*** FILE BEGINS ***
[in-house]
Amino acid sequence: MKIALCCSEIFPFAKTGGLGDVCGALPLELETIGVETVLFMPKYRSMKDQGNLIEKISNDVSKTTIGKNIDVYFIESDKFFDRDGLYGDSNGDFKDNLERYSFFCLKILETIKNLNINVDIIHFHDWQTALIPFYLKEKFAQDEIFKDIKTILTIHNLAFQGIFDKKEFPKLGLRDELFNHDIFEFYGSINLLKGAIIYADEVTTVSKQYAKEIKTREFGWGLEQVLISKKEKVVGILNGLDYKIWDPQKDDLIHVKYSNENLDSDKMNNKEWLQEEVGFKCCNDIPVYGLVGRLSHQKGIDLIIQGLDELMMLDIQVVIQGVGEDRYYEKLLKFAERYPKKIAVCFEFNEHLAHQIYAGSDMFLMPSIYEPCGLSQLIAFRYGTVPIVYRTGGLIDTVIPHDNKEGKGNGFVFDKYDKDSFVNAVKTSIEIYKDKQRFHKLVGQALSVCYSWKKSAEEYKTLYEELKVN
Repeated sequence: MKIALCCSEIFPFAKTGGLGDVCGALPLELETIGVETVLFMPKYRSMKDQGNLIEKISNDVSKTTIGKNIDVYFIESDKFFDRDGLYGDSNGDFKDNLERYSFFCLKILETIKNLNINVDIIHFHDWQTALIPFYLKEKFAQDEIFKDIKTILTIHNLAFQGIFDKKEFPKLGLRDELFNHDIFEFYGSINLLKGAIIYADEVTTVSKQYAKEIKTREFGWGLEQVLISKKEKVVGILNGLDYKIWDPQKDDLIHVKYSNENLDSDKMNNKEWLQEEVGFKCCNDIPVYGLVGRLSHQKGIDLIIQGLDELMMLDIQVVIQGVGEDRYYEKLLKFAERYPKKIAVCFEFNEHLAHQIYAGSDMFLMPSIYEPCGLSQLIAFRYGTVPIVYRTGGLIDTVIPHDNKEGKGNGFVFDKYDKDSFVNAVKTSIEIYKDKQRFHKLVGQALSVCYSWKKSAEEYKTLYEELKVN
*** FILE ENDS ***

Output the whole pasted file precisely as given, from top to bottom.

[in-house]
Amino acid sequence: MKIALCCSEIFPFAKTGGLGDVCGALPLELETIGVETVLFMPKYRSMKDQGNLIEKISNDVSKTTIGKNIDVYFIESDKFFDRDGLYGDSNGDFKDNLERYSFFCLKILETIKNLNINVDIIHFHDWQTALIPFYLKEKFAQDEIFKDIKTILTIHNLAFQGIFDKKEFPKLGLRDELFNHDIFEFYGSINLLKGAIIYADEVTTVSKQYAKEIKTREFGWGLEQVLISKKEKVVGILNGLDYKIWDPQKDDLIHVKYSNENLDSDKMNNKEWLQEEVGFKCCNDIPVYGLVGRLSHQKGIDLIIQGLDELMMLDIQVVIQGVGEDRYYEKLLKFAERYPKKIAVCFEFNEHLAHQIYAGSDMFLMPSIYEPCGLSQLIAFRYGTVPIVYRTGGLIDTVIPHDNKEGKGNGFVFDKYDKDSFVNAVKTSIEIYKDKQRFHKLVGQALSVCYSWKKSAEEYKTLYEELKVN
Repeated sequence: MKIALCCSEIFPFAKTGGLGDVCGALPLELETIGVETVLFMPKYRSMKDQGNLIEKISNDVSKTTIGKNIDVYFIESDKFFDRDGLYGDSNGDFKDNLERYSFFCLKILETIKNLNINVDIIHFHDWQTALIPFYLKEKFAQDEIFKDIKTILTIHNLAFQGIFDKKEFPKLGLRDELFNHDIFEFYGSINLLKGAIIYADEVTTVSKQYAKEIKTREFGWGLEQVLISKKEKVVGILNGLDYKIWDPQKDDLIHVKYSNENLDSDKMNNKEWLQEEVGFKCCNDIPVYGLVGRLSHQKGIDLIIQGLDELMMLDIQVVIQGVGEDRYYEKLLKFAERYPKKIAVCFEFNEHLAHQIYAGSDMFLMPSIYEPCGLSQLIAFRYGTVPIVYRTGGLIDTVIPHDNKEGKGNGFVFDKYDKDSFVNAVKTSIEIYKDKQRFHKLVGQALSVCYSWKKSAEEYKTLYEELKVN